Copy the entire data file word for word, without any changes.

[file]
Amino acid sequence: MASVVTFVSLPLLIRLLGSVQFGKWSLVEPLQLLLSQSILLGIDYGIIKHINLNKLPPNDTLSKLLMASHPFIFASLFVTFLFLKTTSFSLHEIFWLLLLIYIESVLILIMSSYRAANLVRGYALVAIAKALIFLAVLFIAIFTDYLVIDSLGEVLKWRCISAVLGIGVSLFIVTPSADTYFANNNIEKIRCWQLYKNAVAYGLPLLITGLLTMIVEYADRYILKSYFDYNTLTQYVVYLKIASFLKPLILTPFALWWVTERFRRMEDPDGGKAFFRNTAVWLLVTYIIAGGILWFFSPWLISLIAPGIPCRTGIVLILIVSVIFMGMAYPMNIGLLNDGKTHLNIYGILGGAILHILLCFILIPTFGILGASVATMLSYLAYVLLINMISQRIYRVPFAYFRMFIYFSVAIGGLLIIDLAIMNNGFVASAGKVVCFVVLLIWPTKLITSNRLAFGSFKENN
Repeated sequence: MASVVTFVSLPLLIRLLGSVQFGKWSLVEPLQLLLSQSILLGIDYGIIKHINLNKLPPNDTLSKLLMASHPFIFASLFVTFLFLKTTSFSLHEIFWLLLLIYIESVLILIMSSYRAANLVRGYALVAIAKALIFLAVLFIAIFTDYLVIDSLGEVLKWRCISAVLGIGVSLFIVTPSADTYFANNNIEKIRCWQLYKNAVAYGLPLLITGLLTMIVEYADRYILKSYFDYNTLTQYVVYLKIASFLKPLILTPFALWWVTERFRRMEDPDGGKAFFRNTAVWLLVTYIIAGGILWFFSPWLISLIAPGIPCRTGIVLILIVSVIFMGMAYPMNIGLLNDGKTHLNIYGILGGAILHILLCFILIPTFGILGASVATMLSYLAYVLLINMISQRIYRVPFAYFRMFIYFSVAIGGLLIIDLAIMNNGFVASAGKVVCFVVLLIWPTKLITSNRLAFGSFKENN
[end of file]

Amino acid sequence: MASVVTFVSLPLLIRLLGSVQFGKWSLVEPLQLLLSQSILLGIDYGIIKHINLNKLPPNDTLSKLLMASHPFIFASLFVTFLFLKTTSFSLHEIFWLLLLIYIESVLILIMSSYRAANLVRGYALVAIAKALIFLAVLFIAIFTDYLVIDSLGEVLKWRCISAVLGIGVSLFIVTPSADTYFANNNIEKIRCWQLYKNAVAYGLPLLITGLLTMIVEYADRYILKSYFDYNTLTQYVVYLKIASFLKPLILTPFALWWVTERFRRMEDPDGGKAFFRNTAVWLLVTYIIAGGILWFFSPWLISLIAPGIPCRTGIVLILIVSVIFMGMAYPMNIGLLNDGKTHLNIYGILGGAILHILLCFILIPTFGILGASVATMLSYLAYVLLINMISQRIYRVPFAYFRMFIYFSVAIGGLLIIDLAIMNNGFVASAGKVVCFVVLLIWPTKLITSNRLAFGSFKENN
Repeated sequence: MASVVTFVSLPLLIRLLGSVQFGKWSLVEPLQLLLSQSILLGIDYGIIKHINLNKLPPNDTLSKLLMASHPFIFASLFVTFLFLKTTSFSLHEIFWLLLLIYIESVLILIMSSYRAANLVRGYALVAIAKALIFLAVLFIAIFTDYLVIDSLGEVLKWRCISAVLGIGVSLFIVTPSADTYFANNNIEKIRCWQLYKNAVAYGLPLLITGLLTMIVEYADRYILKSYFDYNTLTQYVVYLKIASFLKPLILTPFALWWVTERFRRMEDPDGGKAFFRNTAVWLLVTYIIAGGILWFFSPWLISLIAPGIPCRTGIVLILIVSVIFMGMAYPMNIGLLNDGKTHLNIYGILGGAILHILLCFILIPTFGILGASVATMLSYLAYVLLINMISQRIYRVPFAYFRMFIYFSVAIGGLLIIDLAIMNNGFVASAGKVVCFVVLLIWPTKLITSNRLAFGSFKENN